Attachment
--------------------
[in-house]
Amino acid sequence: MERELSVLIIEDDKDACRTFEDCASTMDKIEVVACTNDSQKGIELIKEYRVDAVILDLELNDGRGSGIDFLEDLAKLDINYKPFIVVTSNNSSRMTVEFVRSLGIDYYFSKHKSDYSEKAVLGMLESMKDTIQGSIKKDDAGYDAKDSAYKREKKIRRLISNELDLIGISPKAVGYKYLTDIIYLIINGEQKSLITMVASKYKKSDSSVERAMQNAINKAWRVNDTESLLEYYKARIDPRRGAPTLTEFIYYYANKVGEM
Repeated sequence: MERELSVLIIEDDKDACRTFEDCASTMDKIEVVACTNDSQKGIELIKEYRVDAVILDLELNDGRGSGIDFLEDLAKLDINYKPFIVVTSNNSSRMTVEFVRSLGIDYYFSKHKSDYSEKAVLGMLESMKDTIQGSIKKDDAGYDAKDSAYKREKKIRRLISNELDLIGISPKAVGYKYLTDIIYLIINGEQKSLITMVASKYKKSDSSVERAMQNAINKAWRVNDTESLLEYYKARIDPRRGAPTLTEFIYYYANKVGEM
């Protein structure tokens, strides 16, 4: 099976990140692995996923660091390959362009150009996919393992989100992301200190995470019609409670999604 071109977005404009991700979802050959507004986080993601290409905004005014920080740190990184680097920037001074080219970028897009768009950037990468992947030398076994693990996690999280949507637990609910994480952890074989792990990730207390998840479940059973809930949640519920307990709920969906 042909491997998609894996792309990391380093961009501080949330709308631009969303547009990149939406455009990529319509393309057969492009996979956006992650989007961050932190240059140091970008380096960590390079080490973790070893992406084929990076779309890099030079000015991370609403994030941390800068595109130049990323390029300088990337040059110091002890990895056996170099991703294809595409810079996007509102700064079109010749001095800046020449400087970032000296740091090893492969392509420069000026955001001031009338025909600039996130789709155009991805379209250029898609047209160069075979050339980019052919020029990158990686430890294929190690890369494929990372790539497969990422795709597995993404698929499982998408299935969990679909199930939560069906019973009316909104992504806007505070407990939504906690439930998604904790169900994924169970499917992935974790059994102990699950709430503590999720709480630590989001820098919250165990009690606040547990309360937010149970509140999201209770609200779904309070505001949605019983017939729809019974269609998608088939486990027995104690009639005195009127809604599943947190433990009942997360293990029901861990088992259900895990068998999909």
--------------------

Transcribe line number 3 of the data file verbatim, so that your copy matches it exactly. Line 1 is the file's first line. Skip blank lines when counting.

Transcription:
Repeated sequence: MERELSVLIIEDDKDACRTFEDCASTMDKIEVVACTNDSQKGIELIKEYRVDAVILDLELNDGRGSGIDFLEDLAKLDINYKPFIVVTSNNSSRMTVEFVRSLGIDYYFSKHKSDYSEKAVLGMLESMKDTIQGSIKKDDAGYDAKDSAYKREKKIRRLISNELDLIGISPKAVGYKYLTDIIYLIINGEQKSLITMVASKYKKSDSSVERAMQNAINKAWRVNDTESLLEYYKARIDPRRGAPTLTEFIYYYANKVGEM